Most of the nation's more
than 600,000 401(k) plans are fine. But that doesn't mean you should let your
guard down when you get the statement for your employer-sponsored retirement
plan in the mail. In fact, experts say you should always be checking to see if
all is right with your plan.
Recent research from Judy
Diamond Associates, a Washington, D.C.-based firm that publishes pension and
welfare-plan data for the financial services and insurance markets, reveals
that roughly one in 10 plans, or 63,349 plans, issued in 2012 what are called "corrective
A plan might issue a
corrective distribution for what are called excess deferrals, or excess
contributions, or excess aggregate contributions, or excess annual additions
distributed. If corrective distributions are being issued frequently,
that would be cause for concern.
"Plans that issue
corrective distributions may be experiencing flaws in the way their plans were
designed or rolled out," according to Eric Ryles, a managing director with
Judy Diamond Associates.
What can you do to protect
yourself against corrective distribution? Ask your plan administrator or
pension professional whether your plan is currently up to date with current law
changes, and whether it has set up operating procedures and appropriate
internal controls for the plan.
also whether your plan administrator is aware of your plan's terms and that
your plan is timely amended for law and regulatory requirements. According to
the Internal Revenue Service, failure to timely amend can cause the plan to
What are some
other red flags?
changes — Frequent and
unexplained service provider turnover/conversion, along with frequent changes
or no changes to the plan's investment options, which would be equally
Plan sponsors generally evaluate
their plan providers once every three years to make sure they are getting the
right plan and the right mix of investment options at the right price for their
workers. If not, they might renegotiate their contract with their existing
provider or switch vendors.
But employers that change
providers more frequently than once every three years should give plan
participants reason to worry. Why so? Advisors often receive a commission when
plan sponsors change providers. And more often than not, plan participants pay,
either directly or indirectly, that commission."
fees — 401(k) plans are
now required by the Labor Department to disclose the fees plan participants pay
for their retirement plan and investments. Consider it a red flag if your plan
isn't complying with the new regulations or if you're paying excessively high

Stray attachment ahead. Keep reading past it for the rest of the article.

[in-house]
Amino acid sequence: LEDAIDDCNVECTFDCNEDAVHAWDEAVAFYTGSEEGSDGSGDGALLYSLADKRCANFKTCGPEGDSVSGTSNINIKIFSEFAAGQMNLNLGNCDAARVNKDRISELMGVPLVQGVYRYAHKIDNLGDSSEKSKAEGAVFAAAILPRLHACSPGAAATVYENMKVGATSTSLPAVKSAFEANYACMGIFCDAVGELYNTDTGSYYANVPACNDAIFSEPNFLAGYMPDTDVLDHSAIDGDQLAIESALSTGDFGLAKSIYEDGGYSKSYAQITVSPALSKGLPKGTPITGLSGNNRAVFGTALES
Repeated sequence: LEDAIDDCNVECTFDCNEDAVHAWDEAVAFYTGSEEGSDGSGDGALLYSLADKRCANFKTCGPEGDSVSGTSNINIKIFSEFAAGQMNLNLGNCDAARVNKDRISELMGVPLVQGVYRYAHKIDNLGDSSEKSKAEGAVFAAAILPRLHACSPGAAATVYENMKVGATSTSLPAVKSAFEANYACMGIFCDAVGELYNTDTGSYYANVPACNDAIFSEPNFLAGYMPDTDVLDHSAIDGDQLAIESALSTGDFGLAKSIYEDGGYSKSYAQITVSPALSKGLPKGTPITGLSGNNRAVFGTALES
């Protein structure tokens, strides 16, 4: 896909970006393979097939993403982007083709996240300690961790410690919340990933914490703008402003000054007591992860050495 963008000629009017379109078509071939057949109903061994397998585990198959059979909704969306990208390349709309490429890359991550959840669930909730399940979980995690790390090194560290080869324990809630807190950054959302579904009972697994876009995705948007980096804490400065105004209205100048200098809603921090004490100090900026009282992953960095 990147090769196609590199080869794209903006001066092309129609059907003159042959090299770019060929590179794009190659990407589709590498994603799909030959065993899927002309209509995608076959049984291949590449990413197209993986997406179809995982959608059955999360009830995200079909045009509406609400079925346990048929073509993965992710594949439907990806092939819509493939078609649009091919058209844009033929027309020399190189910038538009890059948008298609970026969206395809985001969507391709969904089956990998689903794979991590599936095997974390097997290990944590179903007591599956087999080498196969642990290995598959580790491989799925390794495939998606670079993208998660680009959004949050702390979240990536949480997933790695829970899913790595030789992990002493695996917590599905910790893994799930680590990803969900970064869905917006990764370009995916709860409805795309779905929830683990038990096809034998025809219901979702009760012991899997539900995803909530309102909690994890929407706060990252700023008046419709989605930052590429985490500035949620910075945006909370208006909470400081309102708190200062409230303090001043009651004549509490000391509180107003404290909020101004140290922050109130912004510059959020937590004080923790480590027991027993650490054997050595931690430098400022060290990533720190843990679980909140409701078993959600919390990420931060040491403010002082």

fees. According to Ryles, nearly 46,000 401(k) plans had high administrative
Self-dealing — If your plan isn't providing much in the way of
investment education — such as meetings and online or printed material —
consider that a red flag. Self-dealing
might be one reason why plans aren't providing much in the way of education or
Are your contributions being
misused? — Plan
participants should also review the answers to "compliance questions"
on their plan sponsor's Form 5500. The answers to these questions would reveal
obvious red flags:
the plan have a loss, whether or not reimbursed by the plan's fidelity bond, that was
caused by fraud or dishonesty? Only about 200 401(k) plans answered
"yes" to this question in 2012, according to Ryles.
the plan hold any assets whose current value was neither readily determinable
on an established market nor set by an independent third-party appraiser?
the plan failed to provide any benefit when due under the plan? Some 1,130
plans answered "yes" to this question in 2012.
there a third-party provider to the plan, a consultant or broker for instance,
who did not correctly disclose the money they made from the plan?
What to read — Plan participants can stay abreast of their 401(k)
plan by their employer's Form 5500 filing, the government-required pension
filing that details, among other things, compliance violations. You can find
your employer's Form 5500 at websites, such as FreeERISA.com. Of note, 5,114 plan sponsors did not file Form 5500 in
2012, according to the Judy Diamond research.
"If you care about your
401(k), [you] can take five minutes and [you] can review their employer's Form
5500," says Ryles. "[You] don't have to be [an expert] in how to read it.
I would never expect that of a plan participant. But there are a couple real
obvious things like the compliance questions. For the company to conceal that
is a big deal."
read the Summary Plan Description or SPD, a document containing a comprehensive
description of a retirement plan. You can get a copy of the SPD from your
employer's human resource department.
here for the original article in USA Today.